It's an enemy that can make your unit ineffective faster than any human adversary — it's flu season.

Navy Medicine is gearing up to protect sailors and Marines from this year's viruses by pushing to get 90 percent of each service's active-duty population vaccinated. 

"It's important for our Marines to get their flu shot because influenza adversely impacts their ability to train and to fight," said Lt. Cmdr. Jaime Vega, the Navy Bureau of Medicine's public health officer. "You can't rule the battlefield, or be ready to do so, if you are out sick with the flu."

Vega says that though for the past three years, the service had reached its vaccination goals, it's always an uphill battle to fight the misconceptions about the vaccine in the ranks.

Flu season usually runs from October through May, though it's expected to peak somewhere around February. Just a month into the season, the Navy is calling on all sailors and Marines to not only get themselves vaccinated, but their families, too.

Here's five things Vega says you need to know about the flu and why getting protected is critical for yourself, your family, your command and shipmates.

1. What is and what isn't the flu?

"Influenza is not the common cold, but it is a common respiratory illness caused by the influenza virus," Vega said. "Usually people can feel a cold coming on over the course of a few days — the flu is different, you usually go to sleep well and wake up not well."

Because it is caused by a virus, it's not something that can be fixed with antibiotics, either. Though you can treat the symptoms somewhat, when the body becomes infected it must fight off the infection.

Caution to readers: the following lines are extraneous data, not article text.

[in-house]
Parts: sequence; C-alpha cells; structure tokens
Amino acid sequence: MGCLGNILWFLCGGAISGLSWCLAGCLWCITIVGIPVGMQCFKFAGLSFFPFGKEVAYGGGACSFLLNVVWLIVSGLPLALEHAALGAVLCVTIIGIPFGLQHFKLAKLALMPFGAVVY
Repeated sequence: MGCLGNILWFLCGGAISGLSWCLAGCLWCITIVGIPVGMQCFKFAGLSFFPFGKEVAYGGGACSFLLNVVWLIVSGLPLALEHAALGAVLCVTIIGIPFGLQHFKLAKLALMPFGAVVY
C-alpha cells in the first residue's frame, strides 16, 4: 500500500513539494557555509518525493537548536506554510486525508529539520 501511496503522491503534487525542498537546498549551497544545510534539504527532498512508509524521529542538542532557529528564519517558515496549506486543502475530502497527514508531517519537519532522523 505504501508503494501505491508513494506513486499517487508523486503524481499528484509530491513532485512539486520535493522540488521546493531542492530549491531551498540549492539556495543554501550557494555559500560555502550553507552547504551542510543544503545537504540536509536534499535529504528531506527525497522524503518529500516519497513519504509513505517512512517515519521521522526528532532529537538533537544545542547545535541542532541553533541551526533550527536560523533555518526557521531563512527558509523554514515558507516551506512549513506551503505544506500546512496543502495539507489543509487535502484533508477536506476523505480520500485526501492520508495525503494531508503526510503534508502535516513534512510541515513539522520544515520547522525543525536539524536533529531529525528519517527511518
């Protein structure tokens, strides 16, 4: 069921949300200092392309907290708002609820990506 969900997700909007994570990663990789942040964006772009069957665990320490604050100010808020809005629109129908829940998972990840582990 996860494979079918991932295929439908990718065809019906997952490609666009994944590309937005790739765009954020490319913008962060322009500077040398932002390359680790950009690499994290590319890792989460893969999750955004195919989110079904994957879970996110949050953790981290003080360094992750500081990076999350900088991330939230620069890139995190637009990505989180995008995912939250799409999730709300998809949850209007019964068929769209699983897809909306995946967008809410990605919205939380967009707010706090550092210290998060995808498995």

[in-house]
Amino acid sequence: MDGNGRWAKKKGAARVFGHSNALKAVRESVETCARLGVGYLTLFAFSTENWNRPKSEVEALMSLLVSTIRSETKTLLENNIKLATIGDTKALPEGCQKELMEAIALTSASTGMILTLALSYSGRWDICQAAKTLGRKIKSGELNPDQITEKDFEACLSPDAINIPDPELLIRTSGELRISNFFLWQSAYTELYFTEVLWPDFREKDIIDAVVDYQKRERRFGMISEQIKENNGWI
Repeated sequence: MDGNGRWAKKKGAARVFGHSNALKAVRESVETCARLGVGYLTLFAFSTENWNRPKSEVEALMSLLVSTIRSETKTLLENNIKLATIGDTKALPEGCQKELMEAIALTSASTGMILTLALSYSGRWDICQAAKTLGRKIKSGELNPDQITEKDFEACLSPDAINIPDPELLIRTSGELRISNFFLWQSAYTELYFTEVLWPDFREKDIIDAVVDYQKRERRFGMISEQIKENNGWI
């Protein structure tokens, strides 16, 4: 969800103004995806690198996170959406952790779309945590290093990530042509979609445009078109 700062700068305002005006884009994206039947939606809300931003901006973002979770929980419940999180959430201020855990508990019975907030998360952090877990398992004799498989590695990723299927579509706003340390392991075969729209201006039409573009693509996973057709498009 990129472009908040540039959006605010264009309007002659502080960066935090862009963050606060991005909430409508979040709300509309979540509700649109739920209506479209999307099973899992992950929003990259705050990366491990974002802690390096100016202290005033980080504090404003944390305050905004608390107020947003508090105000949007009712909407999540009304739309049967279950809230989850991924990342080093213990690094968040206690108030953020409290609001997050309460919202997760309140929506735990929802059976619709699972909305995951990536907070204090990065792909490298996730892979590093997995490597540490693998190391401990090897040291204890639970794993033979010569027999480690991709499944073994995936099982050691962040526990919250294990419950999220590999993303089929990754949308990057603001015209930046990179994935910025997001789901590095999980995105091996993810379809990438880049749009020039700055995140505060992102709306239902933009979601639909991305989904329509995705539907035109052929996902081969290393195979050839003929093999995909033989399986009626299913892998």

"You get it by coming into [contact with] droplets that are created by people already sick with the flu when they talk, sneeze or cough," Vega said. "You can also get it by touching an object or surface that has flu in it and touching your nose or mouth."

2. I got vaccinated last year — isn't that still good?

The short answer is no.

Like any adversary, flu viruses adapt and change over time. The Center for Disease Control tracks what flu viruses are making the rounds each year and it's that intel that determines what the annual vaccine will be.

It's a constant battle, Vega says, to stay ahead of the virus.

"This season's flu vaccine is designed to protect from viruses that research indicates will be the most common," Vega said. "These researchers look at the viruses that are out there and then based on their research, they formulate the best fix vaccine."

This season's vaccine, he said, will provide someone the best protection against getting the viruses expected to be circulating this season.

And what the Navy uses is the same as what is being given by civilian doctors — but it's free of charge to sailors, Marines and their families.

3. Doesn't getting vaccinated actually make you sick?

There are many misconceptions out there about the flu, from how you get it to whether you can be cured of it with medicine and most are wrong. Many people, he says, will find any excuse to avoid getting shots.